Nearly 13 percent of US residents over 12 will be using antidepressants during any given month — and while some will be taking them for other reasons, most of these antidepressants are prescribed as a treatment for clinical depression. When you're first prescribed antidepressants, your doctor will try to choose a drug that is likely to be effective while having a relatively low risk of causing unbearable side effects. Most of the time, this will mean a selective serotonin reuptake inhibitor (SSRI), tricyclic antidepressant (TCA), or selective serotonin noradrenaline reuptake inhibitor (SSNRI).
What is phenelzine, and why might your doctor prescribe it to you in the treatment of depression?
Phenelzine belongs to the monoamine oxidase inhibitor (MAOI) family of antidepressants — the first kind of antidepressants ever to be developed. These antidepressants are effective, and work by increasing the norepinephrine, serotonin and dopamine available to your brain.
They've mostly been replaced by newer-generation antidepressants like SSRIS, which come with fewer side effects, are safer to use in terms of the potential for overdose, and do not require dietary restrictions.
How do you use phenelzine?
Phenelzine, typically taken three times a day, comes in oral tablets with a strength of 10 or 15 mg. Your doctor will start you on the lowest possible dose, which can be increased over time. Research has shown, however, that when MOAIs are prescribed (not very often) doctors often prescribe a weaker dose than needed. According to studies, a dose of between 60 and 90 mg daily is most effective, as long as Nardil is tolerated by the patient. It can, however, take around four weeks for the drug to start "kicking in".
Your doctor will tell you how, when, and how often, but it is important to read the package insert as well and ask for clarification if you have any questions. Because of the potential for overdose, it is essential not to take more than instructed — but because you need your Nardil to be effective, you shouldn't take less than the prescribed dose, either. Rather, use your phenelzine exactly as directed.
What side effects can phenelzine cause?
Phenelzine (Nardil or Nardelzine) can cause a number of side effects:
- All MAOIs can induce weight gain, but phenelzine seems to be a worse offender in this department.
- You may feel drowsy and dizzy, which may again be more likely with Nardil than other MAOIs.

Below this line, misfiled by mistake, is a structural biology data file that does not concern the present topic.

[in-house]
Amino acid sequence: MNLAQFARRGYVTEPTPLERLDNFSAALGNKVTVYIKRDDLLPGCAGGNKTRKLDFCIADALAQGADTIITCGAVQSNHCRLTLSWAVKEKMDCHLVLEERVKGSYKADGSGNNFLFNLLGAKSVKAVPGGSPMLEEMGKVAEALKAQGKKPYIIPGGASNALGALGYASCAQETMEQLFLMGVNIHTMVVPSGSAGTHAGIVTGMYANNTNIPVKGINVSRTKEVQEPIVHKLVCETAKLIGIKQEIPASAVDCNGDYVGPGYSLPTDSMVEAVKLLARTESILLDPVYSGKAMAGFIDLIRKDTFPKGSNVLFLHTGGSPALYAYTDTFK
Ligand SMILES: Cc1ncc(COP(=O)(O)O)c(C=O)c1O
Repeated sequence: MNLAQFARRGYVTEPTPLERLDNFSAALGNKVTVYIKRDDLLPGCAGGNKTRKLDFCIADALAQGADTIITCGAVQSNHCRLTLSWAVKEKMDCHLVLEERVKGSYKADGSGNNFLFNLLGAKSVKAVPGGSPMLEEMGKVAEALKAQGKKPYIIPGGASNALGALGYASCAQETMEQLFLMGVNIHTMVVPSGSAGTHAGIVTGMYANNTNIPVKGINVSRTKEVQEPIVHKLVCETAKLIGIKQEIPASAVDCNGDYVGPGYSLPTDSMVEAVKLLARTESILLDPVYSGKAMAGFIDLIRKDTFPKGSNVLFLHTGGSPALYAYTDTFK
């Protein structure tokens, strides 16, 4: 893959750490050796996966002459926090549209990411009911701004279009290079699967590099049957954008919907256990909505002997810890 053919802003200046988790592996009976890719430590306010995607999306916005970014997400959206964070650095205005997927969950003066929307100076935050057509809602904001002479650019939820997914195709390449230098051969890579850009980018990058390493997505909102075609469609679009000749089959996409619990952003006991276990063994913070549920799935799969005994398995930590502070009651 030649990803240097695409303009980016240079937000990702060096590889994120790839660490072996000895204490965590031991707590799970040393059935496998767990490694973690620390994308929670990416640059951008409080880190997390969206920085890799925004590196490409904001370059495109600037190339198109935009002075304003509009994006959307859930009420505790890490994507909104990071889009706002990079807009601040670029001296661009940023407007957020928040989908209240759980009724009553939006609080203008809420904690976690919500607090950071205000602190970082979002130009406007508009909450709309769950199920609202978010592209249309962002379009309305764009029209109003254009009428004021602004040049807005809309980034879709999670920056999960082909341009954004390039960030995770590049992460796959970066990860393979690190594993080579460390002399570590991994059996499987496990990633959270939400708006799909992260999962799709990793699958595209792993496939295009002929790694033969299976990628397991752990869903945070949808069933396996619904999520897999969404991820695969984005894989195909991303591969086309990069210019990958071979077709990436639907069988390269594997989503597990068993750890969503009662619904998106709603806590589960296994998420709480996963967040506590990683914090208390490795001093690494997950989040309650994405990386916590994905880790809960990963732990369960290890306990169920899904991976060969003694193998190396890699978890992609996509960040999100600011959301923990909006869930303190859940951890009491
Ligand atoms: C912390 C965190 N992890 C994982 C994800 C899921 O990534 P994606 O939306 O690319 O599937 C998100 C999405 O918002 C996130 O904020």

- MAOIs can cause orthostatic hypotension, low blood pressure when you change positions. This can often be managed by drinking more water.
- Phenelzine can also lead to a dry mouth, constipation, fluid retention, sexual dysfunction, tremors, and muscle twitching.
- Insomnia is reported quite often, but it's not clear if this is a result of taking a MAOI, or of the depression itself — insomnia is a common symptom of depression.
If you're taking Nardil and you have one or more of these side effects, they are quite severe, and they don't seem to budge, let your doctor know. On the other hand, if you notice any of the following emergency signs, seek immediate medical attention:
- A stiff or sore neck
- Chest pain
- Nausea and/or vomiting
- Profuse sweating
- Eyes that are extremely sensitive to light, and/or very dilated pupils
- Difficulty breathing and/or swelling in the face and other areas of the body (points to an allergy)
- Jaundice — in rare cases, MAOIs can have a bad effect on your liver
- An irregular pulse
- Very high blood pressure
Phenelzine is not suitable for everyone, so inform your prescribing doctor of:
- Your medical history
- Any other drugs — prescription, over-the-counter, and street — you may be taking, as well as nutritional supplements
- Any other medical conditions you have, such as high blood pressure
- Whether you are pregnant, nursing, or trying to conceive
Once you are on Nardil, it is also important to let any doctor who is planning to perform surgery on you know this fact. This includes dental surgery.
What do you need to know about the MAOI diet?
People taking MAOIs need to stick to dietary restrictions because taking high-tyramine foods can lead to dangerously high blood pressure levels (hypertensive crisis). While your doctor will tell you exactly what you can and cannot eat, in general:
- Foods that have less than 6 mg of tyramine per serving seem to be safe.
- You should absolutely stay away from aged cheeses, aged meat, broad beans, soy products, sauerkraut, Marmite, and yes — alcohol, especially tap beer.
- Once forbidden on MAOIs, it's now known that you can safely have some avocado, banana, beef, chicken, fish, and mild and fresh cheeses.
Talk to your doctor about this in detail, and make sure to follow the instructions to the letter for your safety.